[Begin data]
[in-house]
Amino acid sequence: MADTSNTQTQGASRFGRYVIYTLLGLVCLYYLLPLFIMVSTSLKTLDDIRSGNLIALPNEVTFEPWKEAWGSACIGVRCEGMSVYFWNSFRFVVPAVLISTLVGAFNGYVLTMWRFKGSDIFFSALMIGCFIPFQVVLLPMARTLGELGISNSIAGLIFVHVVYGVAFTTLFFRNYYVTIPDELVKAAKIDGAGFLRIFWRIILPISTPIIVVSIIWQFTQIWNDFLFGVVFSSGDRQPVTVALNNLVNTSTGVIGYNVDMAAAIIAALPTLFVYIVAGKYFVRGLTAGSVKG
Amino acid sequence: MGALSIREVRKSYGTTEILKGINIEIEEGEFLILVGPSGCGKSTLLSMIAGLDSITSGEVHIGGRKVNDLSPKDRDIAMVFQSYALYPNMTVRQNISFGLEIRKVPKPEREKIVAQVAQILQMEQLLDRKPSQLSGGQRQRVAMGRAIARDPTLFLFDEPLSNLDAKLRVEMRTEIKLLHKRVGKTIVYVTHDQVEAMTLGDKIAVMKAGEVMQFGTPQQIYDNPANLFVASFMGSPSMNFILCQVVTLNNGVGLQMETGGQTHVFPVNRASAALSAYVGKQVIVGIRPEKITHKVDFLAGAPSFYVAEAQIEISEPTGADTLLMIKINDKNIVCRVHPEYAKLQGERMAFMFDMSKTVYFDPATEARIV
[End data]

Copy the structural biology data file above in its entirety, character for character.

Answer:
[in-house]
Amino acid sequence: MADTSNTQTQGASRFGRYVIYTLLGLVCLYYLLPLFIMVSTSLKTLDDIRSGNLIALPNEVTFEPWKEAWGSACIGVRCEGMSVYFWNSFRFVVPAVLISTLVGAFNGYVLTMWRFKGSDIFFSALMIGCFIPFQVVLLPMARTLGELGISNSIAGLIFVHVVYGVAFTTLFFRNYYVTIPDELVKAAKIDGAGFLRIFWRIILPISTPIIVVSIIWQFTQIWNDFLFGVVFSSGDRQPVTVALNNLVNTSTGVIGYNVDMAAAIIAALPTLFVYIVAGKYFVRGLTAGSVKG
Amino acid sequence: MGALSIREVRKSYGTTEILKGINIEIEEGEFLILVGPSGCGKSTLLSMIAGLDSITSGEVHIGGRKVNDLSPKDRDIAMVFQSYALYPNMTVRQNISFGLEIRKVPKPEREKIVAQVAQILQMEQLLDRKPSQLSGGQRQRVAMGRAIARDPTLFLFDEPLSNLDAKLRVEMRTEIKLLHKRVGKTIVYVTHDQVEAMTLGDKIAVMKAGEVMQFGTPQQIYDNPANLFVASFMGSPSMNFILCQVVTLNNGVGLQMETGGQTHVFPVNRASAALSAYVGKQVIVGIRPEKITHKVDFLAGAPSFYVAEAQIEISEPTGADTLLMIKINDKNIVCRVHPEYAKLQGERMAFMFDMSKTVYFDPATEARIV